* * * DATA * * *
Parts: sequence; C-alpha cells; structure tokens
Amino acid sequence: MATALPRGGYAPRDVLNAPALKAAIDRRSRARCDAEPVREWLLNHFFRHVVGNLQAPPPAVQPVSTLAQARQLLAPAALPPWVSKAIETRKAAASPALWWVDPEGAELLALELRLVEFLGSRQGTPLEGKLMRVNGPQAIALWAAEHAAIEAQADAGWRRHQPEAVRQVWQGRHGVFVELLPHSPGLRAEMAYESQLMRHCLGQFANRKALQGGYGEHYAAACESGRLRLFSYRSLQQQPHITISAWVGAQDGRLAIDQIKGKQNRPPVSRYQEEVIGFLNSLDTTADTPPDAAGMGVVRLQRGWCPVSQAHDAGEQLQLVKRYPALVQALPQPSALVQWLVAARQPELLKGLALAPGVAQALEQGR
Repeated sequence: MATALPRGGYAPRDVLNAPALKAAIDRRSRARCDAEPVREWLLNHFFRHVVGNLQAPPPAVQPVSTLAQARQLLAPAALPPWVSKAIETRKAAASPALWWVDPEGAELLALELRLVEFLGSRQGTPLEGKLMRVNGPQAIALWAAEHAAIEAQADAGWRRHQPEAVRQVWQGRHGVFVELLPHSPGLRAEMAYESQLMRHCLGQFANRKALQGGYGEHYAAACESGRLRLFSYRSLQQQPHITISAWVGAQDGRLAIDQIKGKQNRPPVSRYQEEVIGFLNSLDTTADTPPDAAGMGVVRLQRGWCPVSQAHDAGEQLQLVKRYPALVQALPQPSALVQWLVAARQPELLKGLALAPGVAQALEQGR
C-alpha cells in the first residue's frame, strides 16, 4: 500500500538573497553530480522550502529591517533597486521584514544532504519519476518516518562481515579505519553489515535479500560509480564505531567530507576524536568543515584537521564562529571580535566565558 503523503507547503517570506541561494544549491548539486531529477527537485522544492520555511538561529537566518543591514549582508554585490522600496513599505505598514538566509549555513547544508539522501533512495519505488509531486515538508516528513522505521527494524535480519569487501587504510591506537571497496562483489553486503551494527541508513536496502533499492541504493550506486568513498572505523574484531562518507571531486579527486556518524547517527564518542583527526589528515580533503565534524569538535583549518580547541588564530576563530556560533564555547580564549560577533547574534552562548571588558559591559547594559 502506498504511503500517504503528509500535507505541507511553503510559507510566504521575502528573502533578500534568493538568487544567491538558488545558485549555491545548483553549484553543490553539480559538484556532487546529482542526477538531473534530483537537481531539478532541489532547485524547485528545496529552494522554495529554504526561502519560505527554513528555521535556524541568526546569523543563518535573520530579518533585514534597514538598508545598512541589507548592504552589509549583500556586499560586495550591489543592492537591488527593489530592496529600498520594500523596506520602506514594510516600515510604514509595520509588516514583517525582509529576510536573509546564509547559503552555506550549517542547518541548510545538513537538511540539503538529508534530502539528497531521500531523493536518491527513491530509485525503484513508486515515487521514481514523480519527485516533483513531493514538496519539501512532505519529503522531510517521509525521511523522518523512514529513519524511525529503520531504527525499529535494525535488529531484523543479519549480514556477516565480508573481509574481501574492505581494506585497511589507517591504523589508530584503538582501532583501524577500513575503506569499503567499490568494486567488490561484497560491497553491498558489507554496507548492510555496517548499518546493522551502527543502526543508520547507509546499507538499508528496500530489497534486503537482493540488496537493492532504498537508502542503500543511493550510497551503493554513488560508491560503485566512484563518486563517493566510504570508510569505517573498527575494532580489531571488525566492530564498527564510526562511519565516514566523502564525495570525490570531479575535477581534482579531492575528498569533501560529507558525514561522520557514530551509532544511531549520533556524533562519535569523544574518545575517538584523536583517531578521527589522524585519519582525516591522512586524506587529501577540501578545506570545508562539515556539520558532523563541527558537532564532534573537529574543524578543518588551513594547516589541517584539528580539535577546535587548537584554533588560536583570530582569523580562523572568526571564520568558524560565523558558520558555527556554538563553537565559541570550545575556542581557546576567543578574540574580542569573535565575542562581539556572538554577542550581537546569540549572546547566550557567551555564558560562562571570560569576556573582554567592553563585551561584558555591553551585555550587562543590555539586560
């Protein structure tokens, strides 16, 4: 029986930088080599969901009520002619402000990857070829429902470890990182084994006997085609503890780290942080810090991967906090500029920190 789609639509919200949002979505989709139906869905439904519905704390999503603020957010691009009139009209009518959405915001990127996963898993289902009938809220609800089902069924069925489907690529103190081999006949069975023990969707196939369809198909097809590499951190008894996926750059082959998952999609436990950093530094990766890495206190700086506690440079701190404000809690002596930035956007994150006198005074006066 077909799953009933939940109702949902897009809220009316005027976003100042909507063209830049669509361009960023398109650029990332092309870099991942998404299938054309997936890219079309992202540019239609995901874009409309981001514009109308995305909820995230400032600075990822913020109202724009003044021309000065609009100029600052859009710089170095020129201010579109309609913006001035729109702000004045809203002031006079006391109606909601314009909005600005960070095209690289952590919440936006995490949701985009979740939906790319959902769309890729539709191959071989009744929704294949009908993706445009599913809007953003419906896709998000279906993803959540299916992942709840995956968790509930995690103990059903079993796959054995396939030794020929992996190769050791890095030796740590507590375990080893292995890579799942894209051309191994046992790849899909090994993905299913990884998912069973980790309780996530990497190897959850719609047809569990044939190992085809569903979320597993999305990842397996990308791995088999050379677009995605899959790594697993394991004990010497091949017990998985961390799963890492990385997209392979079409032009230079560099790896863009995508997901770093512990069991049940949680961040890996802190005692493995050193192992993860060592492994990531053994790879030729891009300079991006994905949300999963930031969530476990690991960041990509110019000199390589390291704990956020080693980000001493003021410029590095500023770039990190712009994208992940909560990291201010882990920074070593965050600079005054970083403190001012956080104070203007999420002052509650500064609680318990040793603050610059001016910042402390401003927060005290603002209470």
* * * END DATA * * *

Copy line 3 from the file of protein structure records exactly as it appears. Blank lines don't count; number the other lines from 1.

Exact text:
Repeated sequence: MATALPRGGYAPRDVLNAPALKAAIDRRSRARCDAEPVREWLLNHFFRHVVGNLQAPPPAVQPVSTLAQARQLLAPAALPPWVSKAIETRKAAASPALWWVDPEGAELLALELRLVEFLGSRQGTPLEGKLMRVNGPQAIALWAAEHAAIEAQADAGWRRHQPEAVRQVWQGRHGVFVELLPHSPGLRAEMAYESQLMRHCLGQFANRKALQGGYGEHYAAACESGRLRLFSYRSLQQQPHITISAWVGAQDGRLAIDQIKGKQNRPPVSRYQEEVIGFLNSLDTTADTPPDAAGMGVVRLQRGWCPVSQAHDAGEQLQLVKRYPALVQALPQPSALVQWLVAARQPELLKGLALAPGVAQALEQGR